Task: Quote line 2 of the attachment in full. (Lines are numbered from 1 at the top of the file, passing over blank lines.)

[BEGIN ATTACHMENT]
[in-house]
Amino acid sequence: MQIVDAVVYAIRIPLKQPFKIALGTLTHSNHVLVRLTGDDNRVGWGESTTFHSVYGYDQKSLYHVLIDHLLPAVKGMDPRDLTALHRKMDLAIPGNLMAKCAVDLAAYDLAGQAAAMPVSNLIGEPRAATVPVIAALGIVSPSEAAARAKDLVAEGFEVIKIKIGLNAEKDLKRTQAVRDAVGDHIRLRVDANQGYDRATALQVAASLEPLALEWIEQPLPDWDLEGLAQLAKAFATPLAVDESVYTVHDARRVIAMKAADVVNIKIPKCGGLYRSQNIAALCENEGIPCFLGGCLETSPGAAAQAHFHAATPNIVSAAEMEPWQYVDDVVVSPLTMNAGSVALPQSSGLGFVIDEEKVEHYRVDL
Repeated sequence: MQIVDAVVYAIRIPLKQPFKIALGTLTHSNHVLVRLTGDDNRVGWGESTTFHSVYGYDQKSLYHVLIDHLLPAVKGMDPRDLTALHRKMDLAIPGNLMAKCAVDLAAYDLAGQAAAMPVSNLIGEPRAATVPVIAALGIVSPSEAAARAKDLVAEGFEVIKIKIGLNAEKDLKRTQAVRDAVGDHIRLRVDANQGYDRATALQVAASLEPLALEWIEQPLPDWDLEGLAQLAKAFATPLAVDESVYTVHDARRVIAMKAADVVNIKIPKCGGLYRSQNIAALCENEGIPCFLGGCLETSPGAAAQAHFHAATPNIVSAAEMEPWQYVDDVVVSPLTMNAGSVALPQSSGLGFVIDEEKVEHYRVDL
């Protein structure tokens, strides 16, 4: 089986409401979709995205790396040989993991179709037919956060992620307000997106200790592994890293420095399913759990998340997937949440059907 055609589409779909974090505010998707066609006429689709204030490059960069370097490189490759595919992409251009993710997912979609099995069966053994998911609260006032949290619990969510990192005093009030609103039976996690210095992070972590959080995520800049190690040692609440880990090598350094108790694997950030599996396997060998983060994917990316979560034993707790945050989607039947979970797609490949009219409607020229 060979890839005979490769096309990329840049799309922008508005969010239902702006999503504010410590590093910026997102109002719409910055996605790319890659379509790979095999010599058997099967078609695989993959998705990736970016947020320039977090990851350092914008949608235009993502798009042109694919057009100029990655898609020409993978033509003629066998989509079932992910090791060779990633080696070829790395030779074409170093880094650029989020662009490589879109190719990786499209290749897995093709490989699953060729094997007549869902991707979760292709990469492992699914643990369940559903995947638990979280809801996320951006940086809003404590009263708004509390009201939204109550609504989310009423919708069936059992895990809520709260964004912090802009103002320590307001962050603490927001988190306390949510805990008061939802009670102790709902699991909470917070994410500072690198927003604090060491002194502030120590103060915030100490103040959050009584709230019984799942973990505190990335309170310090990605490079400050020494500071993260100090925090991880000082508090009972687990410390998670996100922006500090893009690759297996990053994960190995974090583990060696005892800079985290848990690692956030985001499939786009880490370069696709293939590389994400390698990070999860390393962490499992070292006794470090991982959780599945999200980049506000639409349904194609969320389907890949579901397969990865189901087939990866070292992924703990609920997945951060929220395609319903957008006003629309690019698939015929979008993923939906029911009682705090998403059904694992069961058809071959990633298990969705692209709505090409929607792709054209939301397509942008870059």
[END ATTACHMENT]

Amino acid sequence: MQIVDAVVYAIRIPLKQPFKIALGTLTHSNHVLVRLTGDDNRVGWGESTTFHSVYGYDQKSLYHVLIDHLLPAVKGMDPRDLTALHRKMDLAIPGNLMAKCAVDLAAYDLAGQAAAMPVSNLIGEPRAATVPVIAALGIVSPSEAAARAKDLVAEGFEVIKIKIGLNAEKDLKRTQAVRDAVGDHIRLRVDANQGYDRATALQVAASLEPLALEWIEQPLPDWDLEGLAQLAKAFATPLAVDESVYTVHDARRVIAMKAADVVNIKIPKCGGLYRSQNIAALCENEGIPCFLGGCLETSPGAAAQAHFHAATPNIVSAAEMEPWQYVDDVVVSPLTMNAGSVALPQSSGLGFVIDEEKVEHYRVDL